Back to school shopping can be exasperating for anyone. We are all looking for the same things (i.e. school uniform khakis, notebooks, dividers, shoes) and the closer we get to the finish line, the more likely stores will be out of what we need.
Added challenge: meet Sasquatch
My 13 year old Sam has always had big feet. I remember when he was born, the doctor, nurses, and my husband all gasped, “look at those tootsies!” As he now wears a size 14, it has become more difficult to find him shoes.
On our latest shopping expedition, we went into several shoe stores searching for something that would fit, other than resorting to shoving his feet into the boxes. My strategy was simple; I had him measured and then asked what they carried in his size. It would have been unrealistic for me to have Sam choose first, only to find out they didn’t make it in a 14 (shocker, I know).
Can I get some help please?
We were not surprised when the first store carried nothing in his size. In the next store, after walking around searching for an associate, Sam was remeasured to ensure accuracy (yep, he was really a 14). Hoping for some guidance, I inquired what styles we could choose from. The associate simply smiled and told us to look throughout the store, select the styles we liked and she would search for them in the computer database.
Urgh!!! We were in an Adidas store that was filled top to bottom with sneakers. I had a sense that she really did not want to help when she left us standing there. The selection(?) was so completely overwhelming, we exited the store. Bad customer experience = no sale.
Our next encounter was at the Sketchers store, where we were immediately greeted and directed to a “large size” section. Yay! We could finally try something on him and hopefully buy something. We left having purchased 2 pairs of shoes and felt relieved from the experience. Good customer experience = sale!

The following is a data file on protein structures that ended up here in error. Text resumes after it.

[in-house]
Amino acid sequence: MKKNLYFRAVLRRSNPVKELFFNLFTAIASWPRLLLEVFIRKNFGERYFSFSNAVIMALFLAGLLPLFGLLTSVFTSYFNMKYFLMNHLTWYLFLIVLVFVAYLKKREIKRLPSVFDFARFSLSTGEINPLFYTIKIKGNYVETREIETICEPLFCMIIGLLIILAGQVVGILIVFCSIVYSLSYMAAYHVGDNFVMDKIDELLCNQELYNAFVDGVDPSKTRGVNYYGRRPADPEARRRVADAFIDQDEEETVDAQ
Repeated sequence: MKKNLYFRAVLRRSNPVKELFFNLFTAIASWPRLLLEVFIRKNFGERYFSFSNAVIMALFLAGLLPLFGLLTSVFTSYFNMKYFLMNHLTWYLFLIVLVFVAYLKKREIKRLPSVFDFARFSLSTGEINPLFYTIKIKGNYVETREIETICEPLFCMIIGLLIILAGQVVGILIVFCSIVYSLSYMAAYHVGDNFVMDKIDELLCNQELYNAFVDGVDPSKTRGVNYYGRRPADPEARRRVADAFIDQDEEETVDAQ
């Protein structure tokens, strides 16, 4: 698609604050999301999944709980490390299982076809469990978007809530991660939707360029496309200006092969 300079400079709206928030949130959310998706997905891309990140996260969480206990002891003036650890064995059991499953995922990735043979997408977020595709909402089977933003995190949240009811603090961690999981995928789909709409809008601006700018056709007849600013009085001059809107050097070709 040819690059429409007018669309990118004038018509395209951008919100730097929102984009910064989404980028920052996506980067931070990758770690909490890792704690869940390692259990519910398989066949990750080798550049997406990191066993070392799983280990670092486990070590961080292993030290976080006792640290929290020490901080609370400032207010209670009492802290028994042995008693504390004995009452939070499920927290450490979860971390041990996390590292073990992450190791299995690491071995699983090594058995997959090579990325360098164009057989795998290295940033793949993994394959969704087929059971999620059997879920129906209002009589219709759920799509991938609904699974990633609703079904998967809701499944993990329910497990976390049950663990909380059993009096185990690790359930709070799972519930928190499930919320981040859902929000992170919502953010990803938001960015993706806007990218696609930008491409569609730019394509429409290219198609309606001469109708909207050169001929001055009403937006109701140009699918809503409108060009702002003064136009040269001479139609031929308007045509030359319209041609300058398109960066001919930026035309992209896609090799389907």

There really is a point to this tale!
Now that I have had a good rant, I am ready to get back on topic. Often we purchase from a brand/store that gives terrible service just because we like the product. Are you willing to cope with an incompetent or (worse yet) apathetic staff so that you can keep a name brand on your body or feet? How about purchasing a car from a dealership where you are uncomfortable with the hard-sell tactics of the salesmen?
As a rule, I am very brand loyal. The exception is when I feel slighted or ignored by the business representing the brand. In the end, it is of the utmost importance to be present for the customer. I gave all kinds of buying clues, yet I was not adequately assisted. Fortunately for me, there are always alternatives; even for
Where do you draw the line in the sand? Share your thoughts and stories about what makes you a loyal customer.
- Article of Interest: Creating Dramatically Different Customer Experiences (customerthink.com)
- 2 customer experiences – one week (miriamgomberg.wordpress.com)